Illness and Disability
Herewith a list of recent books about illness and disability and the transformative changes that happen to us during these journeys with the body. Some of these works are fictional, and others are memoirs.
The Critical Case of a Man Called K
Trans. Humphrey Davies
Shortlisted for the International Prize for Arabic Fiction, this work is now translated into English and charts a young man’s journey with illness. The protagonist, K, is fascinated with Franz Kafka’s work and decides to write his own diary entries. Readers are able to peer into his life, thoughts, and traumas, and yet we don’t know enough about him. Always keeping his readers at bay, K searches for meaning and belonging in his home, job, and amongst his family. Diagnosed with leukemia, he is left to face society’s stigmatization of illness. K’s insights into life, social pressures, and his reflections on death are powerfully engaging and enlightening. Humorous, tragic, and ultimately a universal novel about what it means to be unwell and excruciatingly lonely. This novel is so rich that it demands a second read as we revisit K’s diary entries to follow his account of cancer and the emotional turmoil he describes.
This Is Not a Pity Memoir
This is a candid and beautifully crafted memoir about love, family, and illness. Abi Morgan, award-winning screenwriter and playwright, returns home to find that her partner, Jacob, has collapsed. This is the beginning of an excruciating journey through illness that leaves Jacob unable to recognize her. As Abi navigates the challenges brought upon by Jacob’s sudden deterioration, we are left wondering what we would do if faced with similar life-changing dilemmas. While this is not a pity memoir, this is definitely a memoir about empathy, resilience, and finding hope (and love) in the darkest places.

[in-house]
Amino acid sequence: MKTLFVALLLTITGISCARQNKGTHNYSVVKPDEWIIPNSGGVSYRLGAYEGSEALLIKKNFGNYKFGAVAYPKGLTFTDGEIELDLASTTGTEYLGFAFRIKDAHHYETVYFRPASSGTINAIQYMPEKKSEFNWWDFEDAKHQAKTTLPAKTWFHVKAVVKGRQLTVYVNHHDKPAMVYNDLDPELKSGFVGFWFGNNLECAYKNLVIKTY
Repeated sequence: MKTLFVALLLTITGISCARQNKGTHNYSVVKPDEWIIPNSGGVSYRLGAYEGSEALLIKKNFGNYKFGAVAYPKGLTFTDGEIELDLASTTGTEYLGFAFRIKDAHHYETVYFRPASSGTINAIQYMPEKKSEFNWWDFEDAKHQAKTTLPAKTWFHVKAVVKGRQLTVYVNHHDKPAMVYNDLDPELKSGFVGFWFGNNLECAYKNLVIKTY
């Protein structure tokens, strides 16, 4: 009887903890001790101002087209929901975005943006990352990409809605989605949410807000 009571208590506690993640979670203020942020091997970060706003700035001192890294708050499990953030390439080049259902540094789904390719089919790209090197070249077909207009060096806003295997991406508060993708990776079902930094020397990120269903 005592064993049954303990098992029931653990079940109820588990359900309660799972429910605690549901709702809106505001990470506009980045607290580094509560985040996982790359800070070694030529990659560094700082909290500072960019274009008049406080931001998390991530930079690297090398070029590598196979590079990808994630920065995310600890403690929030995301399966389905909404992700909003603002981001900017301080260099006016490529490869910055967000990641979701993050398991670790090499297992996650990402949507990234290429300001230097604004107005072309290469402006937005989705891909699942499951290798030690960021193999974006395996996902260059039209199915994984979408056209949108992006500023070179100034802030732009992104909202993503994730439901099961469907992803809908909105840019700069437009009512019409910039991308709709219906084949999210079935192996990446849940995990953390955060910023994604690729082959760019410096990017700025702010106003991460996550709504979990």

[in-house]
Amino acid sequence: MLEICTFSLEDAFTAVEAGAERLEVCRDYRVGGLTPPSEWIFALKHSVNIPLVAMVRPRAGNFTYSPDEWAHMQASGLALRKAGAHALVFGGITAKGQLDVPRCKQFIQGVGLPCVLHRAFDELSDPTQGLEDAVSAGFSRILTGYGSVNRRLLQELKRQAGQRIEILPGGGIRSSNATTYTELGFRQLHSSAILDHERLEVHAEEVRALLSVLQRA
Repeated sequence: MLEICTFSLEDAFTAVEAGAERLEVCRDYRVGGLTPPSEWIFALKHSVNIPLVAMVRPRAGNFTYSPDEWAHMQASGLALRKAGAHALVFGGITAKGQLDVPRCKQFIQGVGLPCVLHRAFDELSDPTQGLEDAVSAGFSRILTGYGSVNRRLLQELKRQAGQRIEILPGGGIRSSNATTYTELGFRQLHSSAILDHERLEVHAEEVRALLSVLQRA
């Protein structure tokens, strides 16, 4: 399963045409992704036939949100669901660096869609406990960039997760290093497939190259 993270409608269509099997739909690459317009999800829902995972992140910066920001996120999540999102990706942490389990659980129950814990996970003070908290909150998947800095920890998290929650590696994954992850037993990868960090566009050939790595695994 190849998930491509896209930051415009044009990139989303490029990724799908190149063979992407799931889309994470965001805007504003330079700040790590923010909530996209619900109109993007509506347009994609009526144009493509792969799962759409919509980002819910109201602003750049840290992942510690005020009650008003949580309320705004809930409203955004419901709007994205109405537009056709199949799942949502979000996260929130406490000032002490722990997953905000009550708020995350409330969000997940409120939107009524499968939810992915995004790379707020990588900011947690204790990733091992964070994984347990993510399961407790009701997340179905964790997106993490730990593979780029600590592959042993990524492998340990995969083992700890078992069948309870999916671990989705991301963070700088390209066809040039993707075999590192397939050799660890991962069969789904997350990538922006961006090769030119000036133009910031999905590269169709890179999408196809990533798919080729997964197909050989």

Abdourahman A. Waberi
Why Do You Dance When You Walk?
Trans. Nicole Ball & David Ball
With a curious title, this autobiographical novel follows poet, essayist, and novelist Abdourahman Waberi’s childhood in Djibouti. His mother tongue is Swahili, and he writes in French. Waberi’s daughter asks him, “Why Do You Dance When You Walk?” and this question sends him into his past, revisiting childhood trauma and his experience with disability, self-loathing, and the eventual sense of belonging he finds in literature. This is a moving account of parental love, memory and loss, and the stigmatization of disability. Waberi weaves together stories of his past in order to convey to his daughter (and the reader) what it means to heal from a traumatic past and a difficult relationship with one’s body.
Among the Almond Trees: A Palestinian Memoir
Trans. Ibrahim Muhawi
A beautiful literary memoir that intertwines the concepts of home, memory, and illness. The Palestinian poet chronicles his illness, cancer, and return to his hometown, Ramallah, in Palestine. Barghouthi laments the loss of home, the body, and his struggle to make peace wndings. Israel’s colonial violence is part of this narrative of humanity, birth and rebirth, and a sense of nostalgia that haunts the work. The value that Barghouthi finds in his life, illness, and multiple losses is found in stories and storytelling. A good place to start if you haven’t read any of Barghouthi’s work.